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SIJO for orchestra



duration: 15 minutes

2017 Asia Cultural Center Contemporary Performing Arts Festival
Asia Classical Players Orchestra, Ji-yong Park
Gwangju, South Korea, September 22, 2017

US premiere:
Indiana University Concert Orchestra, David Neely
October 22, 2017

Perusal Score:


Commissioned by the Asia Culture Center for the
2017 ACC Contemporary Performing Arts Festival

Published scores (sale) and parts (rental) are available through ACC
(contact David Dzubay for more information)

Program Note:


Yun Seondo (1587–1671)

How many friends do I have? Water, stone, bamboo, pine...
I am especially happy to see the moon rising over the eastern mountain.
Let it be so. Why would I need more than these five?

Translation by Texu Kim

Sijo is a Korean poetic form structured in three lines, introducing a situation in line 1, a development in line 2, and a twist and conclusion in line 3. This lyric pattern gained popularity in royal courts as a vehicle for religious or philosophical expression, but a parallel tradition arose among the commoners. Sijo were sung or chanted with musical accompaniment, and this tradition survives. The word originally referred only to the music, but it has come to be identified with the lyrics.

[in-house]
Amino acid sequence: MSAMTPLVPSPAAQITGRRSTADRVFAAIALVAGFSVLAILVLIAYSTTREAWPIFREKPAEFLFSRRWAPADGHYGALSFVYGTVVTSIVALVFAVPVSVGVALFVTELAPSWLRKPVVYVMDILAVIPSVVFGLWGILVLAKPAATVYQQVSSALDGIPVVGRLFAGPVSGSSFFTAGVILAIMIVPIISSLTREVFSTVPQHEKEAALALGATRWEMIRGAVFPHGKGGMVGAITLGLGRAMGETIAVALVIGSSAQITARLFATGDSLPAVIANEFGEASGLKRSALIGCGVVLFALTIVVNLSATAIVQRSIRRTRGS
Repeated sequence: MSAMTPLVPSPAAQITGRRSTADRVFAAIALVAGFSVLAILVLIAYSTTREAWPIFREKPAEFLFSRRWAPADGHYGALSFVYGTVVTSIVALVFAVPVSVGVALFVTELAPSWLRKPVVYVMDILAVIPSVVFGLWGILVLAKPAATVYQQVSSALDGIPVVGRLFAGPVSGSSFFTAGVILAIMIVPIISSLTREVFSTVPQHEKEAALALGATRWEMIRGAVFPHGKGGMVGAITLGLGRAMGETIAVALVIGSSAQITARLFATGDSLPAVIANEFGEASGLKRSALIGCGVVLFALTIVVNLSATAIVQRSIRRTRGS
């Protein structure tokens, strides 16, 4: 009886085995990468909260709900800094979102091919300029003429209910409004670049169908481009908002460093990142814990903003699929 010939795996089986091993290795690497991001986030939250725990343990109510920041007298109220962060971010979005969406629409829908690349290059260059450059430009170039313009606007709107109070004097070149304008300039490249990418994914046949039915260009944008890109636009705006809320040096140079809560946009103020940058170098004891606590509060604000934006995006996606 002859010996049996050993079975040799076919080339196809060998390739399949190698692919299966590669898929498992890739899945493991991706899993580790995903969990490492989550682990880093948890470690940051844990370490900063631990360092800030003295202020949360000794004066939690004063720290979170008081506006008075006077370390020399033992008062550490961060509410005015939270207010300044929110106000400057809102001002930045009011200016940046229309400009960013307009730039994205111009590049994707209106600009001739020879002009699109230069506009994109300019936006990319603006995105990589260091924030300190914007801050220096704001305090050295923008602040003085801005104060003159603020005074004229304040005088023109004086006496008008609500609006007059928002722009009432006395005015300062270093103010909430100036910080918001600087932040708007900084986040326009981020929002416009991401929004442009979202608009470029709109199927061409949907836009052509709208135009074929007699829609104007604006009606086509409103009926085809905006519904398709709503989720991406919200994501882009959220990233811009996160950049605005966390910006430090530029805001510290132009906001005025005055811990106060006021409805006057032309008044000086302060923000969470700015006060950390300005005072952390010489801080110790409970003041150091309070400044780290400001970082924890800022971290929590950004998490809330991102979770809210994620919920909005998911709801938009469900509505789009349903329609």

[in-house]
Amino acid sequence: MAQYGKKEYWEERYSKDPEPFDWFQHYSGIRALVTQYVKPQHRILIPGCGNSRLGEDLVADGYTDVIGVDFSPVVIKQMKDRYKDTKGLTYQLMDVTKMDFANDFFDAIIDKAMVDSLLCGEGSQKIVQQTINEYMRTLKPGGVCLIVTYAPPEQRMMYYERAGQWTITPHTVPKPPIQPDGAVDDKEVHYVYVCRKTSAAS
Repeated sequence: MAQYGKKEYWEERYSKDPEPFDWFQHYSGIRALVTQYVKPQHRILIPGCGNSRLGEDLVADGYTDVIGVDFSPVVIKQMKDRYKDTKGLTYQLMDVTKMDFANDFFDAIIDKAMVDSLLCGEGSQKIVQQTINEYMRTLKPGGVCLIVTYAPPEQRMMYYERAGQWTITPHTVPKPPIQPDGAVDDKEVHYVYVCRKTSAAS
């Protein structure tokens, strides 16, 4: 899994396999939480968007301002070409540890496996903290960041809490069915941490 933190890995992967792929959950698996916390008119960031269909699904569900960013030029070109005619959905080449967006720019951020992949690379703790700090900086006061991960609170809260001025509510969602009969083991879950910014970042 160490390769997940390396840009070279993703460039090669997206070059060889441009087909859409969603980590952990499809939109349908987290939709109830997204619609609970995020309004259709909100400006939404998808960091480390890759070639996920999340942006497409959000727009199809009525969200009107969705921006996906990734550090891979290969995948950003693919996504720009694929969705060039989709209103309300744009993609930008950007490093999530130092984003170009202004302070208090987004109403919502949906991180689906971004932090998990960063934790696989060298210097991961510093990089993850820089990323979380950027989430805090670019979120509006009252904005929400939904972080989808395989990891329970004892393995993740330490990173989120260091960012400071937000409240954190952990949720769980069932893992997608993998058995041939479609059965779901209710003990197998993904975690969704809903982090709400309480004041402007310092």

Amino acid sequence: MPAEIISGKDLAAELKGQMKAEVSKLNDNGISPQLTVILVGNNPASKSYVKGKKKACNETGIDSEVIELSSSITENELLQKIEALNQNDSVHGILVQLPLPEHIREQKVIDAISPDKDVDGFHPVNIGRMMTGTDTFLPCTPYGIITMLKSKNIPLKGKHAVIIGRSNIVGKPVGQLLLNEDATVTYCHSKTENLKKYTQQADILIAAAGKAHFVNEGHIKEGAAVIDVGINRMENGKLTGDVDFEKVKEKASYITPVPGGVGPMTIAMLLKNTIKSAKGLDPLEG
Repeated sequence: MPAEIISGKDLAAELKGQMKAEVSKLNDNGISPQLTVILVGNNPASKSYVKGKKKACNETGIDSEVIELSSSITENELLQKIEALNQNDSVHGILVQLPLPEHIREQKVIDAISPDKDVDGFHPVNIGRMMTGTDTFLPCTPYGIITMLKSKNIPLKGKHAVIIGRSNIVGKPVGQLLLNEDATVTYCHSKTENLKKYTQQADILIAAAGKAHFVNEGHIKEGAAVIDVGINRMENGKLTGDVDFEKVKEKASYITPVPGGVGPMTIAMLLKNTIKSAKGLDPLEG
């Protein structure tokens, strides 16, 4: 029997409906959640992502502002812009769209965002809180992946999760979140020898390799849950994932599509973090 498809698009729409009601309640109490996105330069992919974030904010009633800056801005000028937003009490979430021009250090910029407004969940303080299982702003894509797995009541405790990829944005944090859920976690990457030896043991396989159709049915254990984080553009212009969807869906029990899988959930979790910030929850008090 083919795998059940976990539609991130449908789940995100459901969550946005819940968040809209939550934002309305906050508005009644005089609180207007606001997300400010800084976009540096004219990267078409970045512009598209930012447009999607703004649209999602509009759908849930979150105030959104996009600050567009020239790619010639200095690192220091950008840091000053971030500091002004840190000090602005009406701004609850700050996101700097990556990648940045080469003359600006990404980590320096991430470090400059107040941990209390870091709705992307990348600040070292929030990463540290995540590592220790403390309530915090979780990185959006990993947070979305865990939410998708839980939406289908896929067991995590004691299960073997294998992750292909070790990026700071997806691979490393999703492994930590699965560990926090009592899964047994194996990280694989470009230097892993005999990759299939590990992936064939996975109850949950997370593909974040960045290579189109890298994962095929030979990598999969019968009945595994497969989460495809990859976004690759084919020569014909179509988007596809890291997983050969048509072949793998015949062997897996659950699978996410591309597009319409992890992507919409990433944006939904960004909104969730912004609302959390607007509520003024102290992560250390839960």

My work takes the beautiful text by Yun Seondo, discussing "five friends" – water, stone, bamboo, pine and moon – as inspiration and structure. Indeed, the poem is "set to music."  Near the beginning, the orchestra recites the second half of the first line, introducing four of the five "companions." The first two thirds of the piece is an exploration of music representing water, stone, bamboo and pine. After reaching a moment of calm, the fifth companion – the rising moon, is introduced; then the music gradually builds to a rather dramatic statement of the questioning final line, followed by a calm reflection of the contented ending.

David Dzubay (October 2017)


Score Samples

(pages 1, 2, 11, 20, 24, 25, 26, 27, 28 of 28):